Marilyn Brandt Smith and Bonnie Blose
YOU CAN'T SKIP THE SCARY STUFF*
"What is something you did which, given the chance to repeat, you would not do again?" That question was proposed as a prompt for writers.
I met Bonnie in a writers' group on a voicemail phone system popular with blind hobbyists. Our friendship grew richer through private calls and live phone conferences. We often discussed topics before writing about them, and one summer morning with the 3:00 AM courage of a wide-awake night, Bonnie answered that question.
"I never tell this story to strangers," she began. "This came from a Bonnie you don't know. I was ignored, almost undermined, by the people I moved to Ohio to share my life with. Bill hadn't told them I was blind. That was their first surprise. I was interested in cultural and educational things like books and informative radio and TV shows—they weren't. I didn't fit into their world. They didn't talk to me on the phone; they didn't listen when I asked for simple courtesies like not blocking my path with their cars always parked in front of our house.
"I suppose I had been subconsciously waiting for a defining moment, and it came one summer Sunday morning when I was home alone. While outside for a breath of fresh air, I found another one of those cars blocking my way. It was just a little thing. We weren't expecting company who would need to park in that spot, but I guess you could say the dam broke.
"I started out by kicking the car. Then I beat on it and scratched it. The adrenalin was pumping, the rage had to go somewhere. I went into the house and found the toolbox. What I couldn't do with my hands, I did with a hammer. Did I care about watchers? No! Did I care what happened later? Not at all. Scratches became scars and dents became valleys. Finally satisfied, I went inside, and waited for the other shoe to drop.
Bonnie almost whispered, "It never did. Did I win? Did they finally get the message that I was a voice to be dealt with? I felt better, of course, but later I felt guilty or at least amazed that I let my anger and frustration lead me to a violent solution.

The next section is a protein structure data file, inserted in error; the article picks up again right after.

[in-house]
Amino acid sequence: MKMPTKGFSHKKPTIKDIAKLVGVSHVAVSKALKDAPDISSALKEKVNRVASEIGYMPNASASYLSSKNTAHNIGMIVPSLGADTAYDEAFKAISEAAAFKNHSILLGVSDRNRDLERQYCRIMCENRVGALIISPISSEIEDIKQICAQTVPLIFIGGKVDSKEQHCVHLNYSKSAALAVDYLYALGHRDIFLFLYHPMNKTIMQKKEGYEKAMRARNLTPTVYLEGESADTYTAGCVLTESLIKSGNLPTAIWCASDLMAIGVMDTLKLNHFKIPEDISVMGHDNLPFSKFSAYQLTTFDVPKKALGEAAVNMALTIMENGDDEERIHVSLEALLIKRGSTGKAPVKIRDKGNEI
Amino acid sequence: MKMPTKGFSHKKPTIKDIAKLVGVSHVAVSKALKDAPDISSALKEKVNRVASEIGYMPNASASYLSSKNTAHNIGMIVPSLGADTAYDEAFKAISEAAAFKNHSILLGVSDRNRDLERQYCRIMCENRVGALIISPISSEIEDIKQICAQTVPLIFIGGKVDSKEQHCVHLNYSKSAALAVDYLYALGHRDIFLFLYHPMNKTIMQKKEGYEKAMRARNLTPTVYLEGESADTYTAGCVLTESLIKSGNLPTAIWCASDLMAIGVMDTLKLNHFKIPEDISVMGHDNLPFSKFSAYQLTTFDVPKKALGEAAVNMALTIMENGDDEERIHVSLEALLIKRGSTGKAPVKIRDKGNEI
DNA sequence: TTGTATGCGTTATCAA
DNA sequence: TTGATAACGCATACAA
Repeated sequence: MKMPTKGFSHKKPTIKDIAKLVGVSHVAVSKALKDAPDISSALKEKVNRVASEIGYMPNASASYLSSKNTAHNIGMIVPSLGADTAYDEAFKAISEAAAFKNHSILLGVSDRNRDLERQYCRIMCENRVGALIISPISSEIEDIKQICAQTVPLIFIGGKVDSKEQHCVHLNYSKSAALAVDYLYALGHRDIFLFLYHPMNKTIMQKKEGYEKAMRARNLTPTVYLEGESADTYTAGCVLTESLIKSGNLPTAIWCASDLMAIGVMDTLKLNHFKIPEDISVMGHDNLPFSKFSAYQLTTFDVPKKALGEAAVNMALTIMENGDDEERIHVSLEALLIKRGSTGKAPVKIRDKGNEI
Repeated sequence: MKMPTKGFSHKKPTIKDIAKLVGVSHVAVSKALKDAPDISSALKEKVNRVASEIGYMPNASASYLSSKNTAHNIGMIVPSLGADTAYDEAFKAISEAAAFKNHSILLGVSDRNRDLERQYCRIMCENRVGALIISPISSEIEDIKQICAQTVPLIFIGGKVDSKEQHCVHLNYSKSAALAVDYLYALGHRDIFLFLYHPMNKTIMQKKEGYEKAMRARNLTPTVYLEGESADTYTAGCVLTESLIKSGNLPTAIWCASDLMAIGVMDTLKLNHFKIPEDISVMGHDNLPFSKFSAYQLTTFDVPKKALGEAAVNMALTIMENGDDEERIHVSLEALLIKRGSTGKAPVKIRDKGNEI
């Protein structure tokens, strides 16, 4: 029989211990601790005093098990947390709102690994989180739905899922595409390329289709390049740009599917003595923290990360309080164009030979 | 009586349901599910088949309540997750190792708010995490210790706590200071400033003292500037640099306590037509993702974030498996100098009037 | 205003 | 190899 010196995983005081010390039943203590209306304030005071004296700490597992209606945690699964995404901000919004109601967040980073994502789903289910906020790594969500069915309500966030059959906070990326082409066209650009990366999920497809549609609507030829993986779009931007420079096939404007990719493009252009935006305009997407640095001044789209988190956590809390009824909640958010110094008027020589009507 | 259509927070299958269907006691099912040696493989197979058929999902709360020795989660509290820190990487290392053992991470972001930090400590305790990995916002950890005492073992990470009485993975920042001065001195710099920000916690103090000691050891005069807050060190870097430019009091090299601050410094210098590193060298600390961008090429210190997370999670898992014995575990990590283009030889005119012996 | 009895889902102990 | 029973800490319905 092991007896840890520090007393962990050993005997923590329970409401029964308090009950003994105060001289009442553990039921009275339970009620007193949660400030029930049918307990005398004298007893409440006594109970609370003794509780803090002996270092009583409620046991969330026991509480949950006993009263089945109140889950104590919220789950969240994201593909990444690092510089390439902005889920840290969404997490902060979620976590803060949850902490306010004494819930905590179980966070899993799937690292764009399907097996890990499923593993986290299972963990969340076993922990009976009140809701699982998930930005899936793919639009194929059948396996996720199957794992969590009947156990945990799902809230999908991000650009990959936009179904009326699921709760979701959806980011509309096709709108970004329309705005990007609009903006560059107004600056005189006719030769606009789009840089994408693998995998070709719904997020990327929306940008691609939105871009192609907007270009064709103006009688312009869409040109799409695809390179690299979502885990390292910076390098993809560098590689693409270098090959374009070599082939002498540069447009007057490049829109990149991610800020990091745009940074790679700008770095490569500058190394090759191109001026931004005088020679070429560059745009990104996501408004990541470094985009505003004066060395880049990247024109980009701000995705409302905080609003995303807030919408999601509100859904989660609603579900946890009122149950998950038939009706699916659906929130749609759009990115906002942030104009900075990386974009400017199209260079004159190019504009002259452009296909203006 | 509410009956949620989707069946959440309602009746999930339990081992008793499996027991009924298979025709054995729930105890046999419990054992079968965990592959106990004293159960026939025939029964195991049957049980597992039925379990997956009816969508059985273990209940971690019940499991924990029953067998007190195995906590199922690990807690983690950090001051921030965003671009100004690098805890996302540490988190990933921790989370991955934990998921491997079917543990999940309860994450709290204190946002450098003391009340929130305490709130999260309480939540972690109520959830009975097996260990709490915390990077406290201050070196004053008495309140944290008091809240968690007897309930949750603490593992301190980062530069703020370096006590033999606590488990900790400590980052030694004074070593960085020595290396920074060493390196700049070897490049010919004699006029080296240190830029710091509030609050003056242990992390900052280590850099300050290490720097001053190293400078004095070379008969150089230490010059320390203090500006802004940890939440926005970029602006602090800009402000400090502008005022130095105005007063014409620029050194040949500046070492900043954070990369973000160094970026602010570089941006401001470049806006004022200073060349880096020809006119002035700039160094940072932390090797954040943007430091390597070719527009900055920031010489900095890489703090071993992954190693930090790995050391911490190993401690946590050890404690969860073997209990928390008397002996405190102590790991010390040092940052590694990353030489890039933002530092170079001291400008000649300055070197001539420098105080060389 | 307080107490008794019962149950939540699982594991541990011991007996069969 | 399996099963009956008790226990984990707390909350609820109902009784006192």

"Nothing was ever said at the time, but years later, I learned it was a vintage collectable from the 60's, being restored by a close family member. It cost thousands to repair. My sister-in-law told me much later that she admired and respected me. I suspect that my little temper tantrum might have had something to do with that. Although I didn't make any drastic changes at that time, I Think I understood that there was an unmeasured strength somewhere inside me. If push came to shove, as it did later, I subconsciously knew that there was a Bonnie who could cope. I just had to find her."
A few months later in a private call, I was reminiscing with Bonnie about that story. "It's hard to picture this young blind woman taking a hammer to some jock's prize auto like that, especially knowing you as a mature, problem-solving, sensible woman of today. You've had quite a life."
"By the way," she laughed, "did you get those essays I E-mailed you?"
At the time, I was editing an anthology of stories by writers with disabilities, and Bonnie trusted my judgment enough to ask for critiques on essays she'd written over the years. What she really wanted to know was whether I had read them. I needed that nudge, and when I read them, I couldn't wait to get back to her with my comments.
"Your essays are thought-provoking. You realize what you're doing is journaling? Of course, you don't have dates and times, and everything isn't exactly sequential, but I might feel a series of memoir articles brewing here."
"Jordan has hinted at that," Bonnie told me, "when we're just chatting before or after the radio show we do together about books. But talk to me some more about journaling. Should I be doing that?"
"Not if essays work better for you," I told her. "Just save everything. You never know when it's all going to gel, and you want to be ready. You can get editorial help so you don't have to worry about every little punctuation mark or simple word choice."
"But who would want to read it, and who would publish memoirs from someone they've never heard of?"
"You never know," I reminded her. "We writers look for interested audiences; readers look for writing that keeps them wondering what's coming next. Yours does that. You have a following from Jordan's show on WBZ, and from your own listeners on ACB Radio and your extensive work with Accessible World programs, promotions, and interviews. You have an unusual perspective from growing up in Pennsylvania Dutch country."
"Oh, those V's and W's," she laughed, "I worked at getting rid of that accent. My brother still has a lot of it."
"You had the hard-working parents, the large extended family, and the small town that didn't know much about blindness. You wrote about being fascinated by the phone and the radio. That essay about animals was good, but we need specific references to the kitty or puppy or farm animals you knew as a child, and how you came full circle, and have two adorable cats today. We don't feel your love if you don't talk about rubbing them, feeding them, and worrying about them.
"I loved the way you wrote about sneaking extra phone calls with a little help from your mother. Anything that let you reach beyond your close-knit world grabbed your attention."
"I think that's why I was so captivated by my aunt," Bonnie explained. "In her own frivolous way she expanded my horizons beyond our world. She was flamboyant, daring, and paid special attention to me. I almost lost sight of how valuable my mother was in my life. Aunt Gloria was my heroine for quite a while."
"When you write it, you need to show us things your aunt did that your parents never would have done. Show us what drew you to her: movies, clothes, travel, humor. You said your mother didn't act jealous, and didn't protest your attachment to her?"